3. Plan a date night or family day before the dreaded busy week(s) get started and one after it ends. Seriously plan it. Don’t just say you’re going to do it, schedule the sitters write it on the calender and plan what you’re going to do ahead of time. Knowing that at the end of a crazy week or month I get to have a great family day then a date with my husband is a life line.
4. Make time for prayer. If you have a busy week/month then you don’t have time not to pray with your spouse. Yes it can be hard, but it’s so worth it.
In the post, Honoring the Man They Call Daddy: The Date Night Myth, Mandi also has some great ideas on how to prioritize your marriage – especially when a date night isn’t always feasible:
1. Flirt. You and your husband probably flirted regularly when you were dating, but oftentimes we get too busy and distracted by obligations, frustrations and busyness and forget to flirt with one another once we’re married. The problem is that it can become a cycle where the less we flirt, the more frustrated and irritable we get with one another, and so we flirt even less. Teasing, flirting and innuendo are all really good things in a marriage, and they help keep the spark alive on a daily basis!
2. Keep ‘em company. Sometimes I forget the value in going and sitting and keeping him company while he builds the walkway out back, works on one of his RC planes or paints the upstairs hallway. But I never, ever regret that time spent together when I do make time for it.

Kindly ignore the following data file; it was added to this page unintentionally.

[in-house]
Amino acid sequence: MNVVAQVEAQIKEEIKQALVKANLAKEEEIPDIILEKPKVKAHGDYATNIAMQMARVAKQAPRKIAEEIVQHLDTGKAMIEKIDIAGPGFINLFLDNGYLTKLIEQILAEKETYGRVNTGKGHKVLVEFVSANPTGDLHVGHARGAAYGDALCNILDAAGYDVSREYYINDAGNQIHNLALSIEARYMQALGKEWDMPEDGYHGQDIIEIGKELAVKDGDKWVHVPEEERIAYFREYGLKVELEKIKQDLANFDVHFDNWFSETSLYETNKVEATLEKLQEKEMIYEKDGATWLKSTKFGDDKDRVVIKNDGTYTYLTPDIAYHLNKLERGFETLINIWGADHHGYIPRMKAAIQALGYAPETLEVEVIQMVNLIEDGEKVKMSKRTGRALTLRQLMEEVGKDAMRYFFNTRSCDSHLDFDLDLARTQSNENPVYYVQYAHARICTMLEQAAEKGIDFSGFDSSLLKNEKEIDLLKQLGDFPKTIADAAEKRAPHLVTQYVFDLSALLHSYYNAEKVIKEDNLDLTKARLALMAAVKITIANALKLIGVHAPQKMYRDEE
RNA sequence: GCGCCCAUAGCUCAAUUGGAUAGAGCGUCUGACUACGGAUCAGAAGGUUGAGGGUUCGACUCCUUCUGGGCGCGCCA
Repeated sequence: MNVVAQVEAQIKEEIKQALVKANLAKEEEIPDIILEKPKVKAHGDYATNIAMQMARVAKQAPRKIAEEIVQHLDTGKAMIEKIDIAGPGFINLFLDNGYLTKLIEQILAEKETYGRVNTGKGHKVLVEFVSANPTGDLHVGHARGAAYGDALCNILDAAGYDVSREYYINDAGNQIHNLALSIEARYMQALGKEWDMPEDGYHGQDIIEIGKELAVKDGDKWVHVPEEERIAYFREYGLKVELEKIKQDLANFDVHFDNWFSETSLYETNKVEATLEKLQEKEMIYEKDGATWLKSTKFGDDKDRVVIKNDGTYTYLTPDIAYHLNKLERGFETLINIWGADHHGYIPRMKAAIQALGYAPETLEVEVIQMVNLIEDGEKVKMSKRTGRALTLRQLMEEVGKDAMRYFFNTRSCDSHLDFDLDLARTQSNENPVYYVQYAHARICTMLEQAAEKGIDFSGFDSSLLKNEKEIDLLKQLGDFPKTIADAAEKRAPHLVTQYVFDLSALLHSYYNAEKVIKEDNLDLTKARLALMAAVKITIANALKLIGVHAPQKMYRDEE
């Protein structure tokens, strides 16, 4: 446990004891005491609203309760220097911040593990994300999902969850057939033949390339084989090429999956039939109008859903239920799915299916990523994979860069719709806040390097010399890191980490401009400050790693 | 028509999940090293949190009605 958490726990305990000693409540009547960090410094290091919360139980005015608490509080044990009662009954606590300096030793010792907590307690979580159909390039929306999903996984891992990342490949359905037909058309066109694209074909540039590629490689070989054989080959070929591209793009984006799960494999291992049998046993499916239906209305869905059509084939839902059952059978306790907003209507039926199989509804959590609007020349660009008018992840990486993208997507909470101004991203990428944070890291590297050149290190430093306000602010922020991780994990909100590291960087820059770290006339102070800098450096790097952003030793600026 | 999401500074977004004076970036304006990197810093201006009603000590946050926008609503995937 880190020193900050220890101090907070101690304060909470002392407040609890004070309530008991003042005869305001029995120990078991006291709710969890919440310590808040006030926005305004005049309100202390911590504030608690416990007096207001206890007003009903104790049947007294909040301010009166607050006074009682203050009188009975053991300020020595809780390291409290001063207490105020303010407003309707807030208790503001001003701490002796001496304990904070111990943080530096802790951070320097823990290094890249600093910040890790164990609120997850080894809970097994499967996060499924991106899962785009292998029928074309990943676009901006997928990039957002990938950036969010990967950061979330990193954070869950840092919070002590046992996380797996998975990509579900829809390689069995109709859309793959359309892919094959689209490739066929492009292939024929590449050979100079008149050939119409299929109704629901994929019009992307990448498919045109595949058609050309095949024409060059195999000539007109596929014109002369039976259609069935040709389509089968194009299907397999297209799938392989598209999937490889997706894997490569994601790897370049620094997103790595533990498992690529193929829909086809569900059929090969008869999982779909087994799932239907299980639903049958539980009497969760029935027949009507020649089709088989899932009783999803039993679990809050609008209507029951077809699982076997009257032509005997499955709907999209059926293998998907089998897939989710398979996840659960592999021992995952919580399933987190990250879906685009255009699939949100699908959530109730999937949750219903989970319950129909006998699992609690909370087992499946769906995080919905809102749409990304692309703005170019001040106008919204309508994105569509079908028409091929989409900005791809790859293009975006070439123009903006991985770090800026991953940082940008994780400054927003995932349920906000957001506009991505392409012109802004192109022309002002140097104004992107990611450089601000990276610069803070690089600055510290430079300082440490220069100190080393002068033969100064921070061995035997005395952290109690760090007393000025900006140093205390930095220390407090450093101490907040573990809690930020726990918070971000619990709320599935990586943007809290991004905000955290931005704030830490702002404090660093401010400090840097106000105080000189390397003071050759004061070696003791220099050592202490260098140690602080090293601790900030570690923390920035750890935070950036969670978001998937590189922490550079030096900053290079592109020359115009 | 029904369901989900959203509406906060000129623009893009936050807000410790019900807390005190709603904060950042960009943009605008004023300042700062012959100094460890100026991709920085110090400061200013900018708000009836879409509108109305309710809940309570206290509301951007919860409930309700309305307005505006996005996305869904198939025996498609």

3. Just sit and talk. We’re a TV family, and we almost always watch a show or two together after the girls are in bed each night, which doesn’t leave a lot of time for talking. However, we’ve always made it a habit to lay in bed and talk several times a week before we go to sleep. Sometimes we’re goofy and just laugh. Sometimes we make plans and talk about the future. Sometimes we talk through parenting issues. But going to bed together most nights is important to us because it gives us that time to just focus on one another.
4. Dream together. Along those same lines, I think dreaming about the future together is one of the most important things you can do for your marriage. From realistic dreams to “what if we won a million dollars” dreams, thinking about your lifetime together and sharing your hopes and your wishes is so, so important.